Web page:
|Secretary of State Madeleine K. Albright
Remarks at Chris Hani Baragwanath Hospital
Pretoria, South Africa, December 8, 2000
As released by the Office of the Spokesman
U.S. Department of State
SECRETARY ALBRIGHT: Thank you very much, Mr. Ambassador. Thank you for all the work that you've been doing with your wife, Gayle. We are very close friends from a long time ago, having worked in Washington D.C. together and I know what a fabulous team they are. So, thank you very much. It is a real pleasure to be here.
I think this is one of the really truly great institutions because it is dealing with what is clearly one of the most horrible events of our lifetime, which is the pandemic of HIV/AIDS and I think we are all more and more recognizing the fact that this disease knows no boundaries, knows no particular peoples. It is just an equality killer. It doesn't matter who. I think what is so important is that finally the world is truly paying attention to the disease in a way it needs to. Unfortunately there is a lot more that needs to be done and a lot more money that needs to go into it. I think this is a very special center and this is one of 11 international sites that has been funded by the National Institutes of Health for prevention and research projects. The reason that I wanted to come here is not only to see the magnificent work that takes place here, and really have a chance to say hello to the women and hold those beautiful babies, but to make clear that this is something that benefits both our countries, not only by what we are able to do, but also the research that is able to come out of this. I think that is very, very important.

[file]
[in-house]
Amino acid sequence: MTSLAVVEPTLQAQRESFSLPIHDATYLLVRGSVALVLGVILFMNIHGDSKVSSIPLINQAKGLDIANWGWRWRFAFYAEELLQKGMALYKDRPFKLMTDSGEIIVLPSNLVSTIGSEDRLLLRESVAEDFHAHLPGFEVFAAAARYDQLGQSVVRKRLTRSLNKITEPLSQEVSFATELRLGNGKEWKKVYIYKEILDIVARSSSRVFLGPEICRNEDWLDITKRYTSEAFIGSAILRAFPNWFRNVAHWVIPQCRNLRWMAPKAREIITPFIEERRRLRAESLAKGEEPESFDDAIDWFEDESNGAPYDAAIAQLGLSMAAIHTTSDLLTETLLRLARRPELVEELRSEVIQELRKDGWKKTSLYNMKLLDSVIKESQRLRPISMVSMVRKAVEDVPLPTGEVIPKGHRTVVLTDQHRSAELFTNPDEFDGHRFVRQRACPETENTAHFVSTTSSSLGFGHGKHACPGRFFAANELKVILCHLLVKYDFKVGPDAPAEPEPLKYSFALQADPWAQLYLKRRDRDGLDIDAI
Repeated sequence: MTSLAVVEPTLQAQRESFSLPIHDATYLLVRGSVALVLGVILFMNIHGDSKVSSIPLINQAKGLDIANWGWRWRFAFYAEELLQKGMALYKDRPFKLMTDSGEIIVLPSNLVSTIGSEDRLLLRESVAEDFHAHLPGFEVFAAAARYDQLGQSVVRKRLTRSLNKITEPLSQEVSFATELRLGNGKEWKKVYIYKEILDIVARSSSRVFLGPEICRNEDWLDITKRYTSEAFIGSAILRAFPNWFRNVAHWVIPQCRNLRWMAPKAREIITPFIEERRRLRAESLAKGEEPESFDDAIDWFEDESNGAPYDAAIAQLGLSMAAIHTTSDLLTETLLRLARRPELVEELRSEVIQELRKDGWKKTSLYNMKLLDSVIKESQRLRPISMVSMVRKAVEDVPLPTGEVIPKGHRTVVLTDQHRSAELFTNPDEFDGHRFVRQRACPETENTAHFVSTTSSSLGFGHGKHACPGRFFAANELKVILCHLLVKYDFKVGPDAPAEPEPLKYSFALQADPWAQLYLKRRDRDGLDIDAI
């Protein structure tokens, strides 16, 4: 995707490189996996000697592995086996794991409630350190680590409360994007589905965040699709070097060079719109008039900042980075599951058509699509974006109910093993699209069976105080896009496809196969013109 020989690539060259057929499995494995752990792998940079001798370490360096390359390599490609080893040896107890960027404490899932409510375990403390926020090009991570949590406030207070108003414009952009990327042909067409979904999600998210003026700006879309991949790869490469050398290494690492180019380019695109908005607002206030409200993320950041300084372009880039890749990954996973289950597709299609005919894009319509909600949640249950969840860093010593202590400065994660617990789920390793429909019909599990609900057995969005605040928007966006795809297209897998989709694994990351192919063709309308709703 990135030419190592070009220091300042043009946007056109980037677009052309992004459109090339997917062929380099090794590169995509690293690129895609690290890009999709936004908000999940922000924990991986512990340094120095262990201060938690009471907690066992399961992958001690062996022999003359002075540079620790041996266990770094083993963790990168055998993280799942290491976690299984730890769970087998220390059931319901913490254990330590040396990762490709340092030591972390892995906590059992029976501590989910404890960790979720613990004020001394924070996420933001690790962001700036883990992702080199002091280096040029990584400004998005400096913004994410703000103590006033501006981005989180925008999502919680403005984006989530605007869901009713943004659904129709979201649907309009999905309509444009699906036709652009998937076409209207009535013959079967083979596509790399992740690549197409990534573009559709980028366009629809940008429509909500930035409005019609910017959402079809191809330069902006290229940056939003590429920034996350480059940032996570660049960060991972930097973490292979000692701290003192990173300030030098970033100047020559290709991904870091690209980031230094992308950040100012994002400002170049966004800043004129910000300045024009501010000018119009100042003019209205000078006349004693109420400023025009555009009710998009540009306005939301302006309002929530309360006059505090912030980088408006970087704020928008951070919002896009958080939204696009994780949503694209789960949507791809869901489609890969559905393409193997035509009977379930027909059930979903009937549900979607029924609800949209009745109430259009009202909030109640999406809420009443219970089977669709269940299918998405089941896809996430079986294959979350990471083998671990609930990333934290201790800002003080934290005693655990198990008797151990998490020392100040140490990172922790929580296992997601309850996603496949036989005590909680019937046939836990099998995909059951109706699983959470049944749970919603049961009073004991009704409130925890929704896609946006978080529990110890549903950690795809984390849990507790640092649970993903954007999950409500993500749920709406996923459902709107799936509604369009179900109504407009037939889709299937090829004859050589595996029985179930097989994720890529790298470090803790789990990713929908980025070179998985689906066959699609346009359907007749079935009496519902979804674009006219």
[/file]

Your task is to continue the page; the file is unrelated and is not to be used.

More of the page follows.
I think that we have to do everything we can to mobilize ourselves to deal with the threat. What I think is important in terms of what President Clinton and Vice President Gore have done is to really recognize the fact that not only is HIV/AIDS a terrible health issue, but to a great extent a very important security issue, and the reason to put it in those terms is that unfortunately often in our countries, people don't understand how important an issue is unless you say it is a national security issue. That gets peoples' attention and when you basically say that more people have died from HIV/AIDS than have died in the wars, it is really kind of a significant statement of fact to make people understand the horror of it.
This year at the United Nations and the Security Council -- the Security Council the way that the UN is set up is supposed to only deal with security issues, and by having it discussed in the Security Council meeting I think that already elevated it. I think we have obviously there's been progress made in terms of some of the medicines and I was very interested in hearing about the prenatal care and the aspects of it.
I just salute everybody's involvement in it and thank you all very much. We are going to continue to fight AIDS wherever we can. This is not just a disease that is African, it is a disease in the United States and in Asia and in Europe and I think that that's the part that has to be made very clear. This is not a continent disease or a nation disease. It's a global disease and we have to deal with it.
Now I want to say that on top of the substantial assistance last year, USAID plans to provide up to $8.5 million in the next year to battle HIV/AIDS and of that $1.86 million, that is 13.5 million Rand will be provided in a grant to the Paranatal HIV/AIDS unit, so I hope that that will be of some help. We have also been working with Congress to locate the resources to do more, and USAID will provide at least an additional $40 million in the next five years to South Africa's efforts and primarily on programs to increase awareness. This kind of a program, I think, not only deals with the people directly, and I had a chance to see that, but also the very existence of a program like this makes people understand the value and the importance of dealing with the issue and the news about it, I think, multiplies the effect of what it is that you do here. You all, just the short time, I can see the importance of the work that you do, but your kindness and compassion in dealing with this, and your interest, your beautiful mural and the people who, even with terrible disease, come in here and they seem to have a spirit that is uplifting. So it is uplifting to all of us to be able to come here and share with you.
Thank you very much for sharing the experience with us.
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